DATE: Thu 26 Apr 2018
BY: Julia Eberdal
A Debt Service Reserve Account (DSRA) is normally required by the lending banks if you are looking for project financing.
A DSRA is a restricted bank account into which funds are set aside in order to cover periods of weak cash flow and ensure that your debt service (interest + principal) still can be made without going into default due to temporary liquidity issues. The commercial terms are negotiated for each deal, but as a rule of thumb its target balance is usually six months’ future worth of debt service.
Equity holders will be delighted to achieve excess returns (above forecast); however, this is of less concern to the lending banks. The banks’ primary concern is whether the debt that has been drawn down can be repaid. They do not benefit from any excess return, which goes to the equity holders; their concern is for their own return – which often is fixed.
Now, as lenders, the banks need to ensure that they get their return on investment. This is no different from the equity holders. The banks; however, are paid a fixed rate of return, whereas roughly speaking, the equity holders are paid any return in excess of this.
The main reason that a DSRA might not be desirable by all (in particular equity holders), is simply that cash is being locked up. Cash is not free, it comes at a cost, and whilst holding cash on your balance sheet generates interest, the interest income rate is typically much lower than the equity rate of return on the project. The same goes for a funded DSRA – if the project company borrows cash to fund the DSRA, the lending rate is generally much higher than the interest income rate it earns on the DSRA. This means that the equity IRR takes a hit and is why settling the DSRA typically involves long-winded negotiations. The consequence is simply that equity holders will want to keep the amount as low as possible, whereas the banks will want it as high as they feel necessary to provide greater certainty of payment.
A DSRA is normally modelled as a control account, consisting of an opening balance, cash inflows, cash outflows and a closing balance. It is established by the company at Commercial Operations Date (COD).
These cash movements will normally consist of one row which releases funds from the DSRA when they are needed to pay off senior debt, and one row which tops up the account when it falls below its target level, or releases funds if the account is overfunded.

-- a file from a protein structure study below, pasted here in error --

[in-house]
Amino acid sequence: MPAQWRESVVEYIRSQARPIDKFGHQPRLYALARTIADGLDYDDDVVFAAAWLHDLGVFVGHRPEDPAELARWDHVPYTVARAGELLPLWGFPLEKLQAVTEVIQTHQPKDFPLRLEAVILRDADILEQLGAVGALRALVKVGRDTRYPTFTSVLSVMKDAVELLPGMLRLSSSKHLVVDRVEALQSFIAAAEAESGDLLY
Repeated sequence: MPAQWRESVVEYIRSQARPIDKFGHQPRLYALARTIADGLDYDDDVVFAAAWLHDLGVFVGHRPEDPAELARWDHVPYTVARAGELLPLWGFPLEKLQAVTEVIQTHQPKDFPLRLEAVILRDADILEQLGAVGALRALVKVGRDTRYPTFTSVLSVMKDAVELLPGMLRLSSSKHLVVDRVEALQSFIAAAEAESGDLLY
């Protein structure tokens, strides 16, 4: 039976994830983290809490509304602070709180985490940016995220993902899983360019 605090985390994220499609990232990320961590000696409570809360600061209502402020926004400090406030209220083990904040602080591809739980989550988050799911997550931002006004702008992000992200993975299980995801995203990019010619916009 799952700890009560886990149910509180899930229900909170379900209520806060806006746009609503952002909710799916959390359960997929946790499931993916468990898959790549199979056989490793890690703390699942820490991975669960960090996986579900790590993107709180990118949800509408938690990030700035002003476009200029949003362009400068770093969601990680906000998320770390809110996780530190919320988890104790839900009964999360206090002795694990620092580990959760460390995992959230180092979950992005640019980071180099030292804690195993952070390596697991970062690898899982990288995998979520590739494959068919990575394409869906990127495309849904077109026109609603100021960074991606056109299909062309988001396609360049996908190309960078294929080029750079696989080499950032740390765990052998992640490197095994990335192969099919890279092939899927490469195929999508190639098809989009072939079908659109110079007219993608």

*Example of a DSRA
In the above example, there is insufficient cash to pay the debt service in the second quarter, and funds are drawn from the DSRA to cover the shortfall. This means that the DSRA falls below its target balance, but is topped back up again in the third quarter. As the debt service decreases, so does the target DSRA balance and funds are released from the account in the last two quarters.
The account can be funded in various ways, for instance, it can be built up over time with available cash flow, be funded with a one-off deposit that may be negotiated with the lenders as part of the project costs, or as a combination of the two.
When it comes to which cash flow to use, it depends on how your cash flow waterfall is constructed and where the DSRA falls in terms of seniority, which you can read more about in the article on CFADS. If you have a DSRA for your senior debt, the cash inflows and outflows to and from the DSRA should follow your senior debt interest and principal repayments, drawing from a line item which can be clearly labelled as Cash flow available for DSRA.
*Example of the DSRA in the Cash flow waterfall
A common issue that arises when modelling your DSRA is that of circularities. Why does this happen? Often the target balance is agreed at the forecasted six months of debt service, and with the logic being forward-looking, circularity issues can arise. There are various reasons to why this is the case, not simply due to including interest on the DSRA – these will be dealt with in detail at a later occasion. A common solution to get around circularity issues is to have a copy/paste macro, which copies your forward looking target calculations into a pasted row. The dependents which were previously tied to the copied row are moved to the pasted row, which breaks the circularity.
This is a high level summary of the DSRA, and also the second blog in the series of Project Finance Basics. Be sure to keep up to date and follow the coming parts, which will be summarised in a Whitepaper – covering some of the most commonly used terms within Project Finance.
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